The presence of a magnetic field parallel to the polymer surface during the reaction step (carried out under identical conditions) resulted in a modified distribution of particles and moreover creates particle-ordered assemblies over large areas. Under the influence of an external permanent magnet (strength set to 8 mT), the particles align their dipole moments along the direction of the external field. The interparticle magnetic dipole-dipole couplings favor the formation of linear particle chains along the magnetic field flux lines. Even though the images shown in Figure 4iii (height and phase) indicate some residual disorder, they clearly demonstrate the alignment of well-defined 200 nm particles. The immobilization of particles by using water-soluble carbodiimides occurs during the orientation process, generating permanent stabilized structured surfaces. In this letter, we report a strategy to immobilize in an organized manner magnetic particles on polymer surfaces. For that purpose, the surface segregation of binary polymer blends was preferred over currently employed surface treatments to provide surfaces with the desired chemical functions (carboxylic acid functional groups). These functional groups, demonstrated to be accessible by using the MB method, were able to react with amine(17) Ostafin, M.; Zahn, K.; Mann, E. K.; Voegel, J.-C.; Senger, B.; Schaaf, P. Europhys. Lett. 1999, 46, 211.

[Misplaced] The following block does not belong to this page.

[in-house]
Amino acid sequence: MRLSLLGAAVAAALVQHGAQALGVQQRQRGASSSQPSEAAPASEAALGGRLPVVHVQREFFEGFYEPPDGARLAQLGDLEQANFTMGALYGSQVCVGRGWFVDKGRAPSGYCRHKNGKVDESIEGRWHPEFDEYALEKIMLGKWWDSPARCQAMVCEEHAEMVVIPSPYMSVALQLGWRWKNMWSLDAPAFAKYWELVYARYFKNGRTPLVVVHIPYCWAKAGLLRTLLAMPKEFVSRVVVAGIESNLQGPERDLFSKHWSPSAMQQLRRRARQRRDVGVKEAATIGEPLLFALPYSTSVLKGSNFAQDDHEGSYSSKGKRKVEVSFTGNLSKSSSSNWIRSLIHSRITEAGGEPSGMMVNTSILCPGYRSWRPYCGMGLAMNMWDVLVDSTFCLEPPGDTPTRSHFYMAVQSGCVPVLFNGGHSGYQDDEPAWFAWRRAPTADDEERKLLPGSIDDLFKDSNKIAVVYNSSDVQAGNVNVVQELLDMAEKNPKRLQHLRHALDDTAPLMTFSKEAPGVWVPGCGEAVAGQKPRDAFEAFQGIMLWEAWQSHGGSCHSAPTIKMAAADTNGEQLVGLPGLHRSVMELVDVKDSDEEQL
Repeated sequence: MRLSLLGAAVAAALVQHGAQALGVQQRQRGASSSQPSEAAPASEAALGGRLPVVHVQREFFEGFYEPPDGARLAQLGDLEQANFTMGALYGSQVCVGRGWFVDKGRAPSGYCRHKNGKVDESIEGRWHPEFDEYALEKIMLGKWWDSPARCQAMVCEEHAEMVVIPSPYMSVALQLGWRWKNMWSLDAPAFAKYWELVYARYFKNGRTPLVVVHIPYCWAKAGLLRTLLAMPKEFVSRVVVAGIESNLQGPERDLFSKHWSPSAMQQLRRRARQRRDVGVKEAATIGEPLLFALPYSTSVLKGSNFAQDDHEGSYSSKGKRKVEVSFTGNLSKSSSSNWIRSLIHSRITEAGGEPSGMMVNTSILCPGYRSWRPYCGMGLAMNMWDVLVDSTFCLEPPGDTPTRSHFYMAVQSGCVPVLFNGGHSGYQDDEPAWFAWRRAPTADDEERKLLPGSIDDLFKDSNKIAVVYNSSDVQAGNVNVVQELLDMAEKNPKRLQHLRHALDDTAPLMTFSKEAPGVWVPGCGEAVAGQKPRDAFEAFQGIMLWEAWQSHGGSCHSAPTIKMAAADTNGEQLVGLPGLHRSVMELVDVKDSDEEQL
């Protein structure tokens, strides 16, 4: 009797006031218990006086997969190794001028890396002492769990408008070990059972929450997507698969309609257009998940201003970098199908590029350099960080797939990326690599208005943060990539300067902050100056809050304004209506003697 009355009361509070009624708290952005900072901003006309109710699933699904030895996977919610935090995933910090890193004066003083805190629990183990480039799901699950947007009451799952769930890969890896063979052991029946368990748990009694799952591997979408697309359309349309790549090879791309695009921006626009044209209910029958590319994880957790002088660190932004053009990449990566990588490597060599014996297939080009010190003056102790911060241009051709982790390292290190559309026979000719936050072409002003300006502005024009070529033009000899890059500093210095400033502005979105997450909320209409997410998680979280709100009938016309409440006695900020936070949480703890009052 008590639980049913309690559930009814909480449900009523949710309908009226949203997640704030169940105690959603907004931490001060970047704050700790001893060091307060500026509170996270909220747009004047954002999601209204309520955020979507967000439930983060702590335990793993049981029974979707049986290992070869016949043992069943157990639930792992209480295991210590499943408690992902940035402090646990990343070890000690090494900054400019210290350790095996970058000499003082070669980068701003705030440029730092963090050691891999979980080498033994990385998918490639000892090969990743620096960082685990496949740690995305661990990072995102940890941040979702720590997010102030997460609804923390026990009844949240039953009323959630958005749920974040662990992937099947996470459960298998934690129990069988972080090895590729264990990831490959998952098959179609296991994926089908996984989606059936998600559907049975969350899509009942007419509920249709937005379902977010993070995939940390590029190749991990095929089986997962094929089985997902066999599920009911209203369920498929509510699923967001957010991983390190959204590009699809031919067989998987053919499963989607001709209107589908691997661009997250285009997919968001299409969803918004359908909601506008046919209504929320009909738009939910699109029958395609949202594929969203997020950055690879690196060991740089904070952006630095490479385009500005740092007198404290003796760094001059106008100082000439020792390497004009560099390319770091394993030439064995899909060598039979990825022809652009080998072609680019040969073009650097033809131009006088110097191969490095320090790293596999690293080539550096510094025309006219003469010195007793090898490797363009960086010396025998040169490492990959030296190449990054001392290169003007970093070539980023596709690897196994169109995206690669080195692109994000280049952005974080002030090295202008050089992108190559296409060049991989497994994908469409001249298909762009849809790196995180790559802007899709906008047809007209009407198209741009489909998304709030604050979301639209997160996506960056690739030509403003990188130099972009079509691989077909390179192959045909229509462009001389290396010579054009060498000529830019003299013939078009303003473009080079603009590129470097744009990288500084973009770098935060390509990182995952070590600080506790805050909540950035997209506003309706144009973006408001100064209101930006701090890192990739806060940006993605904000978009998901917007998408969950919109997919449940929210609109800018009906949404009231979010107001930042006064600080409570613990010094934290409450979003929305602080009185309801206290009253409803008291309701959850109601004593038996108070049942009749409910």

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functionalized magnetic particles. In the presence of a magnetic field during the covalent attachment step, patterned surfaces with particle chains oriented parallel to the field could be generated. The elaboration of such surfaces can be of interest in numerous applications such as selective cellular adhesion and separation18 in which the placement of recognition sites plays a key role. More generally, surface suprastructured self-assemblies hold great

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promise for the fabrication of magnetic data storage micro- or nanodevices in which the density of recorded information could be significantly increased.19 Supporting Information Available: Experimental details and methods. This material is available free of charge via the Internet at http://pubs.acs.org. LA700255E

(18) Ugelstad, J.; Berge, A.; Ellingsen, T.; Auno, O.; Kilaas, L.; Nilsen, T. N.; Schmid, R. Macromol. Symp. 1988, 17, 117.

(19) Reiss, G.; Hu¨tten, A. Nat. Mater. 2005, 4, 725.